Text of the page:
The descriptor has implemented storing the value, so future access to self.width still gives you whatever was passed in as an argument to __init__, but it has side effects. The side effects check that the value being set is positive and raise ValueError if the validation fails.

Accessing self.width also invokes the descriptor. On access of self.width, instead of the object directly giving you the value, it uses the associated descriptor, calling its __get__ method. As the implementation of __get__ simply returns the stored value, the caller sees no difference in the behavior than if this wasn’t a descriptor.

Descriptors are tricky things and honestly you don’t come across them very frequently in Python. If you’re new to OO, you can accomplish a lot without fully groking descriptors, coming back to them later when you’ve had some practice.

I hope my second attempt at an explanation has made it better, rather than worse :)

Ash D on Dec. 11, 2023

Hi Christopher, thanks for writing such a thorough response. I think I’ve improved my understanding of this, and narrowed down where I think I’m still hung up. Here’s how I’m currently thinking:

The way that ‘width’ and ‘height’ are declared at the Ellipse class level and at the instance level gets tangled up in my understanding (from part 1) of class vs. instance attributes. Eg. declaring self.width in __init__ whilst there is also a ‘width’ class attribute, would surely result in an unrelated but identically named instance variable being created. I initially couldn’t see how you could create a new Ellipse instance - which results in __init__ setting the instance attributes width and height to the passed width and height arguments - when width and height are also class attributes (bear with me, I think I partly answer this further down). Here’s a simple non-descriptor example of what I’m getting at:

class Thing:
    size = 5
    def __init__(self, size):
        self.size = size

thing = Thing(10)

>>> Thing.size
>>> thing.size

In terms of line-by-line execution, class attribute ‘size’ is initialised as an int object with a value of 5, which any instances of Thing can access. Then later if/when a new Thing object is instantiated and __init__ is executed, its instance attribute ‘size’ is initialised to whatever ‘size’ argument was passed during instantiation, in this case 10. At that point, Thing.size and thing.size are coincidentally-named but totally separate attributes, right?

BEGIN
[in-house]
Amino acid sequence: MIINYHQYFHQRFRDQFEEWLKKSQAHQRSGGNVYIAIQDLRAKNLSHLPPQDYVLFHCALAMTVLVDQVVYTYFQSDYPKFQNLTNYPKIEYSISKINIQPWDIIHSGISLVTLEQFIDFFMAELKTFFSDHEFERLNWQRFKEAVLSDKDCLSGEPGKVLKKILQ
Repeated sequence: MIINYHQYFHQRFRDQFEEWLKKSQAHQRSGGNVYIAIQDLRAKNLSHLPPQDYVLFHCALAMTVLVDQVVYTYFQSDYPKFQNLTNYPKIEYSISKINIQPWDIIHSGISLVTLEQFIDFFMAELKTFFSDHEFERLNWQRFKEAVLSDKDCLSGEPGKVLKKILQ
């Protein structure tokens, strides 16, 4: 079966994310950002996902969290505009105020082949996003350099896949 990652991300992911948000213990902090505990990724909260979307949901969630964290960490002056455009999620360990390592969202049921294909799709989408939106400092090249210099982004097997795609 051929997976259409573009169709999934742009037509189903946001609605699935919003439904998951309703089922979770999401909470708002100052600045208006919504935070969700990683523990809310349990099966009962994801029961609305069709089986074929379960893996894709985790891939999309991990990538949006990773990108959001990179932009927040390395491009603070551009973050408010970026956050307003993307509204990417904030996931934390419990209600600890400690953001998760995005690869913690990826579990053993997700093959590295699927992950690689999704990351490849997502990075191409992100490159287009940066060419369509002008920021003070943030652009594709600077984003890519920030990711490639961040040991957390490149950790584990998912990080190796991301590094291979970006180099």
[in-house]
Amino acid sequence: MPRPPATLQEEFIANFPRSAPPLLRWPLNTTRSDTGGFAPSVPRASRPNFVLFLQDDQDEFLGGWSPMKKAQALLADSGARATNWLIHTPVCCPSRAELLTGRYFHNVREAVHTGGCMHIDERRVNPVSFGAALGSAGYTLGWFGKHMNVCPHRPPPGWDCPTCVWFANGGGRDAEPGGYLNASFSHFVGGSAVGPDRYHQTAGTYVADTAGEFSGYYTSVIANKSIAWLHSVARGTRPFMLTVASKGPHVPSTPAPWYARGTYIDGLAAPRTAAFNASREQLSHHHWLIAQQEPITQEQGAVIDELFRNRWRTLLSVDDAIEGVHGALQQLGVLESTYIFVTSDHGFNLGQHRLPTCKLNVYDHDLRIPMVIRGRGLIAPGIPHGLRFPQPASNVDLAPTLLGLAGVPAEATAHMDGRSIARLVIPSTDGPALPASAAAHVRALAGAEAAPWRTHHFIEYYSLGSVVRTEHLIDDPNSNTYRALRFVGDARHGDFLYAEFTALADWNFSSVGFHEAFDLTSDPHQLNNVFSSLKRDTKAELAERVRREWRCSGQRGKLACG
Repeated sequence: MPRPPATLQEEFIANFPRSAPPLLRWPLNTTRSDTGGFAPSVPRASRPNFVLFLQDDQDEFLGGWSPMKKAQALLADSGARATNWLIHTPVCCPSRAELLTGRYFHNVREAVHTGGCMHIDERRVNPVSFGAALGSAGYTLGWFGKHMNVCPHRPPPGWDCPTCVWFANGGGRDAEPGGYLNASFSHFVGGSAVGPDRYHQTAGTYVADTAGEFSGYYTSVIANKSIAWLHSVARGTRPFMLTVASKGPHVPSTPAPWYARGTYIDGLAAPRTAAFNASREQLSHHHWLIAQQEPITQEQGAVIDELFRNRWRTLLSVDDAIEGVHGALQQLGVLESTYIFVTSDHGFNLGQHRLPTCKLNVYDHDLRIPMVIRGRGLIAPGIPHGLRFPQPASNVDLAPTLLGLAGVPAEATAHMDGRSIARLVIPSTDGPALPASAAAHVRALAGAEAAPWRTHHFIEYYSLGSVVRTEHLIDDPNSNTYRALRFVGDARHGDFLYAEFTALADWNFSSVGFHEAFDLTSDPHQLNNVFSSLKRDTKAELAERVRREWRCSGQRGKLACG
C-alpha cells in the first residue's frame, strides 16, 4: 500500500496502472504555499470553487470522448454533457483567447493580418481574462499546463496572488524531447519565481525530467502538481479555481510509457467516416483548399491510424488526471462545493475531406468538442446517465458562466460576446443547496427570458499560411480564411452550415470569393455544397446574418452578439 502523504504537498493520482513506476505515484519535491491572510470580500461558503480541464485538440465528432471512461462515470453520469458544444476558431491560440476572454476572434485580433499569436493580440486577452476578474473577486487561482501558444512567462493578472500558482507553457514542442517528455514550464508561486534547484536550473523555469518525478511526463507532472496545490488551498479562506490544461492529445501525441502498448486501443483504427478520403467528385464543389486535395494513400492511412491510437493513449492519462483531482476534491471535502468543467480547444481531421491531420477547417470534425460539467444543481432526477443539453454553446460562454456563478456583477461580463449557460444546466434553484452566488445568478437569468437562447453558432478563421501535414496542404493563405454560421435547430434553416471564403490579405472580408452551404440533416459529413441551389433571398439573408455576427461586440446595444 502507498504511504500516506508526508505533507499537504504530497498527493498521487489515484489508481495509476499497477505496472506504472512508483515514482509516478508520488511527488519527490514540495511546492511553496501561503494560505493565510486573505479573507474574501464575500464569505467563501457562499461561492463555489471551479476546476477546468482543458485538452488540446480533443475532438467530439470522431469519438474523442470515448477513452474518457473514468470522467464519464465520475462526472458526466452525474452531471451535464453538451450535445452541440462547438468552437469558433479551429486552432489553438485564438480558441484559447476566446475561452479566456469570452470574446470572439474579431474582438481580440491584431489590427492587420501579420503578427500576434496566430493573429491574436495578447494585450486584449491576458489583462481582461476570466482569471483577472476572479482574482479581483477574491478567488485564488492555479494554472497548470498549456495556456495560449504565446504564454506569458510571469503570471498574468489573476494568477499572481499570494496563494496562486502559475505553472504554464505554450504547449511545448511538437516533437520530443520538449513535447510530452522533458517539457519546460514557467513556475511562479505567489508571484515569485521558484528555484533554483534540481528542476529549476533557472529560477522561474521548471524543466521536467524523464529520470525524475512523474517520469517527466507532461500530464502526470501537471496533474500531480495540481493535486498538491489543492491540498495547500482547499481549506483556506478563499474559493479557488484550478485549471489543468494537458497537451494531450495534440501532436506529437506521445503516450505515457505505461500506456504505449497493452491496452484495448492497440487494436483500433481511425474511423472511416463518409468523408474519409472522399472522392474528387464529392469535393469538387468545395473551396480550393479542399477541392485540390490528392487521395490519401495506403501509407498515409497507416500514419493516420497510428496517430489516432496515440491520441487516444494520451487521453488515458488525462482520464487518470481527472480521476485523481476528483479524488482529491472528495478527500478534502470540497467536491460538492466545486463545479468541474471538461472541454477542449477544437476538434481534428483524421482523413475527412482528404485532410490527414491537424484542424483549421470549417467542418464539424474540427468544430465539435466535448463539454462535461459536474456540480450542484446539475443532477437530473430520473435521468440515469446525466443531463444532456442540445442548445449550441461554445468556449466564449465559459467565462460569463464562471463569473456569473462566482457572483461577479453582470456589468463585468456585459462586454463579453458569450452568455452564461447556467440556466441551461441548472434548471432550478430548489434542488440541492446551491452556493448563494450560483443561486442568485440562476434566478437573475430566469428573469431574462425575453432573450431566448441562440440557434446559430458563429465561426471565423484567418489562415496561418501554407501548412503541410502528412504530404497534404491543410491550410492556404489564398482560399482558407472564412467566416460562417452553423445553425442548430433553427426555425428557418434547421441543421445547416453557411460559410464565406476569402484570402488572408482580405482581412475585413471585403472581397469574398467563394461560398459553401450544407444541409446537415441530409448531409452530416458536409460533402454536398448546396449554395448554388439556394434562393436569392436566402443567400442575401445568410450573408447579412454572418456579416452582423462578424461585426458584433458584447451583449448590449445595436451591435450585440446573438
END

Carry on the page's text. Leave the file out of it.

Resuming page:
I then wonder: How does the Ellipse example not result in the class attributes (which are PositiveInteger objects) being overwritten by their same-named instance attribute counterparts (which are probably integers)? I think I figured out the answer:

In the Ellipse example, by the time that __init__ is called, due to the two class variables the interpreter already knows about PositiveInteger and its descriptoryness, so when anything (including __init__) tries to set self.size to something, the interpreter will call the descriptor’s __set__ method instead. But part of me still struggles with this.

What type is e.width - is it a PositiveInteger instance? (with an e.__dict__[width] attribute that’s an integer value 50?).

Christopher Trudeau RP Team on Dec. 11, 2023

Hi Ash,

Your example is actually different from the descriptor example.

In your example, what is happening underneath when you assign self.width is there is no descriptor, so the instance variable overrides the class variable, and a new instance level attribute gets created. This is specific to the instance:

>>> class Thing:
...     width = 5
>>> Thing.width
>>> t = Thing()
>>> t.width
>>> t.width = 10
>>> t.width
>>> Thing.width
>>> u = Thing()
>>> u.width

The override of t.width only effects t, not changing Thing or u.

In the descriptor case, when you attempt to assign self.width the override hasn’t happened yet. The descriptor gets triggered instead. The mechanism in the language that decides what to do when you say self.width = X, is the same mechanism that triggers the descriptor. When there isn’t a descriptor, that mechanism overrides the value. When there is a descriptor, it calls the descriptor instead.

I’m not 100% sure how they’ve implemented it underneath, but you can almost think of it as there always being a descriptor, and the default descriptor’s behaviour is to overload the attribute in the instance.

Instance values actually are stored in a dictionary-like thing underneath, so you could think of it as a default descriptor’s job to replace the value in the dictionary.

To be clear, I haven’t played with the actual underlying C-code in Python, so it may not be built this way, but it isn’t a bad mental model.

Ash D on Dec. 11, 2023

Yep, that makes sense - your “In the descriptor case…” paragraph confirms where I’d started to get to, in terms of assumptions about how it must be working - so it’s great to get confirmation. It’s very rewarding to finally get it - thanks for your patience.

So this would mean that e.width is actually an int object, right?

Of course I had to go and confirm this, and found it interesting how deeply hooked-in to the language the descriptor protocol is - there’s no way around the descriptor’s __get__ method being called:

Getting width      # nice try
<class 'int'>

Getting width      # but no cigar
<class 'int'>

Getting width      # resistance is futile